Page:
• Financial Model: The cost per customer plummets as you achieve scale and will often level off at a few dollars per user per month.  Customer #1 is very expensive – customer #1,000 is very cheap.  This has major implications on funding, pricing, and strategy.  Lower cost opens the door to go down market.  There are still many different revenue models, ranging from subscription (salesforce.com), to advertising (facebook) to fee-based (eBay). Revenues tend to be lower overall as a natural consequence of lower cost, and well-funded competitors will undercut your price because they have a long-term market share plan versus a short-term revenue plan.
  • Marketing: In general, Web companies can do things that traditional companies cannot do.  Some trends are ‘Try it before you buy it,” “freemium,” and “invitation promotions.”  Here is one of the most critical new web marketing truisms: “it is an inbound world” which means that buyers go to the web first and then come to you if they find you.  This has led to a switch from the 4 P’s to the 5 A’s.  In a web business, an emerging and successful strategy is to “build your marketing into your product.”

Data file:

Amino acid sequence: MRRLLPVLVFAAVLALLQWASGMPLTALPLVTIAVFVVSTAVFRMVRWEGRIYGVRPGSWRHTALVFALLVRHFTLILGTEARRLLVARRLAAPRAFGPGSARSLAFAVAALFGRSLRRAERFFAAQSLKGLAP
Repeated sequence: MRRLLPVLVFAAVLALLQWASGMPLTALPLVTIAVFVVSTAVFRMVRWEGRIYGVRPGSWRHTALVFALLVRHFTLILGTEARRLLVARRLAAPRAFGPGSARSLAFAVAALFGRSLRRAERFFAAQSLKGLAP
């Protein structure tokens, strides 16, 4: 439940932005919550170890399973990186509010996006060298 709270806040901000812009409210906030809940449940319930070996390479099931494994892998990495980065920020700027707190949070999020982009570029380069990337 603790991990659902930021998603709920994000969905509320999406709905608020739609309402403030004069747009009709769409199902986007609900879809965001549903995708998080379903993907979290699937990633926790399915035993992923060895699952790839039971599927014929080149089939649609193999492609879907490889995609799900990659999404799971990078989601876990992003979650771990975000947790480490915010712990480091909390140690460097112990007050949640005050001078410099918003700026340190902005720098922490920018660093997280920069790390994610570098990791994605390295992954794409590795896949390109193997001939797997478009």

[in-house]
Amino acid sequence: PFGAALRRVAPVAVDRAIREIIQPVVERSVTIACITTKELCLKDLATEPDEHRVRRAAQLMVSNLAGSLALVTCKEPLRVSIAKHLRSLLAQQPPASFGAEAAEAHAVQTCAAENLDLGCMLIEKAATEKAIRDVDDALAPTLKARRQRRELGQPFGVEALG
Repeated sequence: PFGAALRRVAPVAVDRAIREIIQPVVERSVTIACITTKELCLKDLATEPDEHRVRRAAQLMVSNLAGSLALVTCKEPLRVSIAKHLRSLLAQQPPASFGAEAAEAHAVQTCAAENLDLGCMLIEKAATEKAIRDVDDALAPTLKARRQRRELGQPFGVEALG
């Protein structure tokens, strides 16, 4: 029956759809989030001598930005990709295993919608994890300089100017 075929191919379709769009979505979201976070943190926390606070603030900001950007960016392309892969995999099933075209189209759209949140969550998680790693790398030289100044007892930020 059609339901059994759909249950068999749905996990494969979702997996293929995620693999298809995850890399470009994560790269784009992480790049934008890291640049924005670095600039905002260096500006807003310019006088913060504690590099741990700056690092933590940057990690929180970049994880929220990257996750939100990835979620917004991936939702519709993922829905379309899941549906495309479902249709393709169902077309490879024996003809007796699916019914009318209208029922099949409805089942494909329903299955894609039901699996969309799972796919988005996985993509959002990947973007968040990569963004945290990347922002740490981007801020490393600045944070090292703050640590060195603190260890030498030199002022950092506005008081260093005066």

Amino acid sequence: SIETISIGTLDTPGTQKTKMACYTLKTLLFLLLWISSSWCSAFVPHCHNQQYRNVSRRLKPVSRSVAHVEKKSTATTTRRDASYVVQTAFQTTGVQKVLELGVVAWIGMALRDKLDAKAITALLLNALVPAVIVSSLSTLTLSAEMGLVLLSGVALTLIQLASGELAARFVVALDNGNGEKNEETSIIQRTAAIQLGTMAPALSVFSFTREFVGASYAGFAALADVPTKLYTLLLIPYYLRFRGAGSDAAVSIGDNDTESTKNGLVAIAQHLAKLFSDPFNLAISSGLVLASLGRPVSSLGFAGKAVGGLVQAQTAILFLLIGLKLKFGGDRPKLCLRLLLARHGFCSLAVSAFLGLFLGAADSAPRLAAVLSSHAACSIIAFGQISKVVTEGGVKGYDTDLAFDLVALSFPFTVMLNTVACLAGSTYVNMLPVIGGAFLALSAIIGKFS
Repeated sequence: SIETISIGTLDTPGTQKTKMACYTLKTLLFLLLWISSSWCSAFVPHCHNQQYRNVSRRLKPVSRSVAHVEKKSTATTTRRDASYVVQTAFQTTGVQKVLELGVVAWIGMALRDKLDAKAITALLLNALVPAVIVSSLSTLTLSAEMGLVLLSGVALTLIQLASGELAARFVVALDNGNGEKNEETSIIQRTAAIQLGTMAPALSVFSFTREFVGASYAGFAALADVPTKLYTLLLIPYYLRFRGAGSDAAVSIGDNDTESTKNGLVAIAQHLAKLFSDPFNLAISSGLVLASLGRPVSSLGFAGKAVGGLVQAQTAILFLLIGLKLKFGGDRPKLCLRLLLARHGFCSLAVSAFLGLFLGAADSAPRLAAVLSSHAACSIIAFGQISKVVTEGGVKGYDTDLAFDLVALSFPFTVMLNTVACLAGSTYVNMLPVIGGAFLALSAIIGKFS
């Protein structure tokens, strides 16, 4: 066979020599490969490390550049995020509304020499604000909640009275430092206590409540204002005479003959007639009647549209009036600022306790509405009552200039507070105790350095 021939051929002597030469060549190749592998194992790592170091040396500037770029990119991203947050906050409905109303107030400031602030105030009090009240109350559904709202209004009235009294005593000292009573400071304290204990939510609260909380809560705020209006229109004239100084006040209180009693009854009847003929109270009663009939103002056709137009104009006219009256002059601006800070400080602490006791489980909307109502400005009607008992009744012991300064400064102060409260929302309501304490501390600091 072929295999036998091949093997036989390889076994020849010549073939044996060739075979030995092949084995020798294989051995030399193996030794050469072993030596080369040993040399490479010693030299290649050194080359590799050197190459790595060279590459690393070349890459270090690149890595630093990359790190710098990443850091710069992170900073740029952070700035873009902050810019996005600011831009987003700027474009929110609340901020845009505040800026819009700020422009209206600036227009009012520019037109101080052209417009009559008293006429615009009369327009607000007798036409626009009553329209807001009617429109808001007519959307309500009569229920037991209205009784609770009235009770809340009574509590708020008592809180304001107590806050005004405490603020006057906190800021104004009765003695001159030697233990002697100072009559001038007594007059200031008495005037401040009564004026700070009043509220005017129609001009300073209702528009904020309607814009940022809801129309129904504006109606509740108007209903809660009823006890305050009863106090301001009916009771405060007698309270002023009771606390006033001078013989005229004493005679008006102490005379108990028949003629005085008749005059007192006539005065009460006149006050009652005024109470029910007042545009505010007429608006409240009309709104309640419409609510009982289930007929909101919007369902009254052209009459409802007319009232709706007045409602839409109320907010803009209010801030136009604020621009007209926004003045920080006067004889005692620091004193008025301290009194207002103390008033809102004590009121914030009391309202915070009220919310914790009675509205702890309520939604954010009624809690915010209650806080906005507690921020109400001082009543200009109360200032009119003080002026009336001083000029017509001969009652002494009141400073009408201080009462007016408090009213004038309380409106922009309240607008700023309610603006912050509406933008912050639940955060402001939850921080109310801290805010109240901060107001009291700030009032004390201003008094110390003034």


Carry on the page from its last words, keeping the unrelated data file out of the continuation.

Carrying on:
• Reach: Once you are on the Web, you are everywhere that users can get a Web connection to your service, which is effectively everywhere.  If you are on the Web, you are available online right now in Burundi.  This radically alters the entire notion of distribution.
  • Features and Functions: Because of reach and technology and cost and new marketing, you can now offer sophisticated functionality to a wider range of customers and markets.  This means you have to design with a “peel the onion” design strategy.  The first layer is brain dead easy, but you can peel back the onion for more and more rich and sophisticated functionality.  “You have to be useful in two minutes, but if you’re not designed to be useful two years, you won’t last two days.”